The new law and the corresponding OMB and key foreign aid agencies' guidelines require providers to follow best practices in the monitoring and evaluation (M&E) of U.S government (USG) foreign aid.2 A recent study conducted by the U.S. Government Accountability Office across the key USG foreign aid agencies identified a number of areas that needed improvement in the design, implementation, conclusions, and dissemination of foreign assistance evaluations.3 FATAA and the relevant guidelines will require providers to address those areas and focus their reporting requirements on tangible outcomes and the impact of their programming. In recent years, federal agencies have placed an increasing emphasis on demonstrating effectiveness through rigorous evaluations.6 But there are concerns that funding levels have increased, while the efficiency and effectiveness of aid remain opaque and uncertain.7 B. Focus of FATAA In response to these concerns, Congress passed the new FATAA legislation, which will impact all areas of U.S. foreign assistance.8 The main focus of the legislation is a shift toward outcomes and impact of foreign assistance funding.9 Agencies are required not only to measure outputs (i.e. number of kilometers built, malaria nets provided, or anti-corruption trainings held for judges), but also to assess outcomes and impacts (i.e. cost savings for vehicle owners, decreases in the prevalence of malaria, and corruption). Here are several examples: * The U.S. Department of State (DOS) issued an integrated Program Design and Performance Management Toolkit in October 2016;12 revised and updated a version of its program and project design, monitoring, and evaluation policy in November 2017;13 and updated its guidance in 2018.14 Subsequently, DOS issued an updated M&E policy in January 2018 in compliance with the January 2018 OMB Guidelines.15 * The U.S. Agency for International Development (USAID) revised its Automated Directives System (ADS) Chapter 201 addressing evaluation guidance, planning, and implementation in September 2016 and later in October 2018.16 USAID also developed toolkits to cover its work under FATAA-one for Monitoring, one for Evaluation, and one for Collaborating, Learning, and Adapting.17 * The Millennium Challenge Corporation (MCC) issued its March 2017 Policy for Monitoring and Evaluation,18 which requires that compact M&E plans identify and describe its evaluation methodologies, key evaluation questions, and data collection strategies. * The U.S. Department of Defense (DOD) issued agency-wide evaluation guidance for security cooperation in January 2017 in its DOD Instruction 5132.14 Assessment, Monitoring, and Evaluation Policy for the Security Cooperation Enterprise.19 III.Current Condition of Foreign Assistance Evaluations' Quality, Cost, and Dissemination A recent study conducted by the U.S. Government Accountability Office (GAO)20 sheds some light on the current condition of M&E across USG.21 GAO's study provides a baseline assessment of the quality, cost, and dissemination of foreign assistance evaluations when the legislation took effect.22 It focuses on the six agencies providing "the largest amount of U.S. foreign assistance:" USAID, DOS, MCC, USDA, HHS, and DOD.23 The study found that about three quarters of the 170 evaluations completed in fiscal year 2015 by these agencies and reviewed by GAO generally or partially addressed all of the quality criteria GAO identified for evaluation design, implementation, and conclusions.24 Agencies met some elements of the GAO quality criteria more often than other elements. B.Evaluation Implementation A key element in assessing evaluation implementation is the extent to which target population and sampling, data collection, and data analysis were appropriate for the study questions. Because the target population is the group the researcher would like to make statements in the evaluation, it is important that the group is clearly defined and includes all potential beneficiaries of the program.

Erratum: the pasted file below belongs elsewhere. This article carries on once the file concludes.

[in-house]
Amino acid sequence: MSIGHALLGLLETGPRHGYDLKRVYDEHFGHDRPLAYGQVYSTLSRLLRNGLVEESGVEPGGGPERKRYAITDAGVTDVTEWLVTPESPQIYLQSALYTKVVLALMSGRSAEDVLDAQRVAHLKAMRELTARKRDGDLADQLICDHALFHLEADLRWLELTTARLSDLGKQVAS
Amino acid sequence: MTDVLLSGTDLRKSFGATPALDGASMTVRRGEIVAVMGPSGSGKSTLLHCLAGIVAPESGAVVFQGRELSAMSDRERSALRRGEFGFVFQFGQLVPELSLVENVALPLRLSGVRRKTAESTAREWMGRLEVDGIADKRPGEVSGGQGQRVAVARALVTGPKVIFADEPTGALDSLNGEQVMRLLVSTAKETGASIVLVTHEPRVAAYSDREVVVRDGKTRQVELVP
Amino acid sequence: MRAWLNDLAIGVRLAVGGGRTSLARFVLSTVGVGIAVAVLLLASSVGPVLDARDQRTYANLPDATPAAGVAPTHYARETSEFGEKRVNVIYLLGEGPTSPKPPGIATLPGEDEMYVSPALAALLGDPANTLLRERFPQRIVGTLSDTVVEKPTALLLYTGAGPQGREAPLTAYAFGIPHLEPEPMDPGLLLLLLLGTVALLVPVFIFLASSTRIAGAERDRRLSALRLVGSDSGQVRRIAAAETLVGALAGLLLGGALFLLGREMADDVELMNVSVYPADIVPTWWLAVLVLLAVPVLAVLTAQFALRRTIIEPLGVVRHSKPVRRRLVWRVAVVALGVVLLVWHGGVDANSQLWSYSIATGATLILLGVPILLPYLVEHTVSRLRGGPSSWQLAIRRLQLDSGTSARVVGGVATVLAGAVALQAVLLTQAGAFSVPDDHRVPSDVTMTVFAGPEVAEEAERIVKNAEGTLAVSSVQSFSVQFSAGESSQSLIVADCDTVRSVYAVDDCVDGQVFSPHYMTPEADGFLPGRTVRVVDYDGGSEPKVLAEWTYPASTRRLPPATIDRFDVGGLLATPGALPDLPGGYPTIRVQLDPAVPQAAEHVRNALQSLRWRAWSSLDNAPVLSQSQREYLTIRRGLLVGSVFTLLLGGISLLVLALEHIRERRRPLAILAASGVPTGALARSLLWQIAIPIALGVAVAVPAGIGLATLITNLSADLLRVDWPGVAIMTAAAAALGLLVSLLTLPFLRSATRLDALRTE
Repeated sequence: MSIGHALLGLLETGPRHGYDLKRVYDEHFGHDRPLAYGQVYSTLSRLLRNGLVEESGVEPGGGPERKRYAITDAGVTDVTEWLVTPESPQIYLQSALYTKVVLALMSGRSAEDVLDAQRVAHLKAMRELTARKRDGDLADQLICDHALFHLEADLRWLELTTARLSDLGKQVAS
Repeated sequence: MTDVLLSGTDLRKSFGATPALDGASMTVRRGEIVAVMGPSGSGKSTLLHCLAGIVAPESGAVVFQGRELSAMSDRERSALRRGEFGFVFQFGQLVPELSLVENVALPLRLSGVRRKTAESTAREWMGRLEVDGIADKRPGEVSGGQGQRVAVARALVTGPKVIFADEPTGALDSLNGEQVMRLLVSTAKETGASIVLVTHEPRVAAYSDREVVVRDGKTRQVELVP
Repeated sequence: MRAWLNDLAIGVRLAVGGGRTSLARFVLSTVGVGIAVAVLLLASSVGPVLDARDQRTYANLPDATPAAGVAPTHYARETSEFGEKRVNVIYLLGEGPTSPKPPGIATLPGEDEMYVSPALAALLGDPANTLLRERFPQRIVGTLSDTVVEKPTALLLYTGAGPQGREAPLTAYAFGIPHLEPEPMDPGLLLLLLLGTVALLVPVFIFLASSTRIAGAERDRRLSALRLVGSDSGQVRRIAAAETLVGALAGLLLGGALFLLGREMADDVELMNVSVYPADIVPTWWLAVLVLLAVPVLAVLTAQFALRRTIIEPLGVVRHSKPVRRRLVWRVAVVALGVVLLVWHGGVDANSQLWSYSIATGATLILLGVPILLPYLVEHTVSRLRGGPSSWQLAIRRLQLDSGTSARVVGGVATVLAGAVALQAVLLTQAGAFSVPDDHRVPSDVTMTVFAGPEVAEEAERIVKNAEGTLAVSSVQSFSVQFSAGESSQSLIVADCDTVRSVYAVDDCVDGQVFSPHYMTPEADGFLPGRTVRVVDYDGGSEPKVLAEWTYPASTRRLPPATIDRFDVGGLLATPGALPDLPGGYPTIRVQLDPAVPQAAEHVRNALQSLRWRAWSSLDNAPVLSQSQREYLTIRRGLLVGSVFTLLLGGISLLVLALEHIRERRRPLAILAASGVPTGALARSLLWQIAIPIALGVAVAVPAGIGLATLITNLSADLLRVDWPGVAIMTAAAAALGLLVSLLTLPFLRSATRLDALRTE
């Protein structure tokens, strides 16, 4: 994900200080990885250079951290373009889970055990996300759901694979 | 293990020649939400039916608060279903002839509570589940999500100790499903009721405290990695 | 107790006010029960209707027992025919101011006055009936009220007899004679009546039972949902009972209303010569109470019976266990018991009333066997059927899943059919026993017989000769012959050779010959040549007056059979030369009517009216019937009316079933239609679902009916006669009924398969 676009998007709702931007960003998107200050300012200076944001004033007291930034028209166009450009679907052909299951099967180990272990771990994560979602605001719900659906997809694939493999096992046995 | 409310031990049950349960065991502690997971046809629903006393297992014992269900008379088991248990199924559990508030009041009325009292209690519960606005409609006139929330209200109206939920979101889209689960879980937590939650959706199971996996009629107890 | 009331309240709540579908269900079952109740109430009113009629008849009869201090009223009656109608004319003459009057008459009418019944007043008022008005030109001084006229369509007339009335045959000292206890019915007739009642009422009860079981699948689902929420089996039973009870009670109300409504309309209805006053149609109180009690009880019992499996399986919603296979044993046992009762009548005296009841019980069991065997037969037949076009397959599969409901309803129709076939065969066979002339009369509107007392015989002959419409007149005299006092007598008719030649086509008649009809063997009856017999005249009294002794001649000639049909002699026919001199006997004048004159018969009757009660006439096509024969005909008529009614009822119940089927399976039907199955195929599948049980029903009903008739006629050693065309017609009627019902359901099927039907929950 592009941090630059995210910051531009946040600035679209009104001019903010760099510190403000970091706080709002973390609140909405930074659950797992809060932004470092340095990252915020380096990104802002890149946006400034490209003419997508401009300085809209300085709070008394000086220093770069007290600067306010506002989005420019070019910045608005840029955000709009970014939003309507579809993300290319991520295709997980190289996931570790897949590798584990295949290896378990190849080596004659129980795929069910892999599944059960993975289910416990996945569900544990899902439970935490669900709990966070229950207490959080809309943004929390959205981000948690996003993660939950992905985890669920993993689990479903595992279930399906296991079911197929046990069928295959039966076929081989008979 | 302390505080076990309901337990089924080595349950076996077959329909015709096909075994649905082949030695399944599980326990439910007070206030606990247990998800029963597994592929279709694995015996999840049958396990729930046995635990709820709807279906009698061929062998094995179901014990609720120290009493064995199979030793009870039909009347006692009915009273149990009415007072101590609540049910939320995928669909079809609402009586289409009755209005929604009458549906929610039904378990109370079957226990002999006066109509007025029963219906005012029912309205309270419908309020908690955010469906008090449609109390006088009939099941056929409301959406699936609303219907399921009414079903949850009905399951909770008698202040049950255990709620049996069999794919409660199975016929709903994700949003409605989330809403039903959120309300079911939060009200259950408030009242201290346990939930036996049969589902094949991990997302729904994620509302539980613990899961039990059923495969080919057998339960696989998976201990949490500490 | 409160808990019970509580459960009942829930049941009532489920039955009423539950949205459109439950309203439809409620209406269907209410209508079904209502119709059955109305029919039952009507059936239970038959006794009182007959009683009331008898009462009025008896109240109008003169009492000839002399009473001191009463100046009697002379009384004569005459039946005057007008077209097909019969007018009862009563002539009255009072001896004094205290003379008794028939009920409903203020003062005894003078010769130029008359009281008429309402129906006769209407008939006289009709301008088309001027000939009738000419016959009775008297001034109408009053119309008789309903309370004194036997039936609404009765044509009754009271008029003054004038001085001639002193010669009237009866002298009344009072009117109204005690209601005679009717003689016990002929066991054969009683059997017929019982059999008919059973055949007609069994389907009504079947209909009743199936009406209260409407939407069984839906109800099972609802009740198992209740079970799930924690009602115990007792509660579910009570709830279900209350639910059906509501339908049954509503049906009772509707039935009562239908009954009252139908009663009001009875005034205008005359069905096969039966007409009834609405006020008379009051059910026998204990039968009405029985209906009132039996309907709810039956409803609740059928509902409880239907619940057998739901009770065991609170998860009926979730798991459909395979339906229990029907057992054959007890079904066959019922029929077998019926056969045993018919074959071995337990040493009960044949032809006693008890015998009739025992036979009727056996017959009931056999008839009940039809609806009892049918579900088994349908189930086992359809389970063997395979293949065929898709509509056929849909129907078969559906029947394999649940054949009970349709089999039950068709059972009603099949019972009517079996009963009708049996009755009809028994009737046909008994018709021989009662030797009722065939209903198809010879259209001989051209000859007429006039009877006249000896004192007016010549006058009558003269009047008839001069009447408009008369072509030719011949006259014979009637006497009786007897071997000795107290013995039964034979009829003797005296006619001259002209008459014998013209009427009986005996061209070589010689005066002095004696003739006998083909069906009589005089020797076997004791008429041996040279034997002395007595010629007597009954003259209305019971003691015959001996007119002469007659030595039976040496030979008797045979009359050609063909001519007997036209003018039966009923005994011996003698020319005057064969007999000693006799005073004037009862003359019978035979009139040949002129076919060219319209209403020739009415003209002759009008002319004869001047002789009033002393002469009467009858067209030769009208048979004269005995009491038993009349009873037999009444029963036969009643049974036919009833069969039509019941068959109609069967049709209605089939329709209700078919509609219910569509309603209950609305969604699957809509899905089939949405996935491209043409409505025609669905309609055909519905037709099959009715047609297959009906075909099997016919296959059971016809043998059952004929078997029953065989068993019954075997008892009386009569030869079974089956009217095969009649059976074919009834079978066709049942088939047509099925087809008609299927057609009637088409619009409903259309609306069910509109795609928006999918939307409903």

Beyond Good Intentions: New Legislation on Foreign Aid Effectiveness,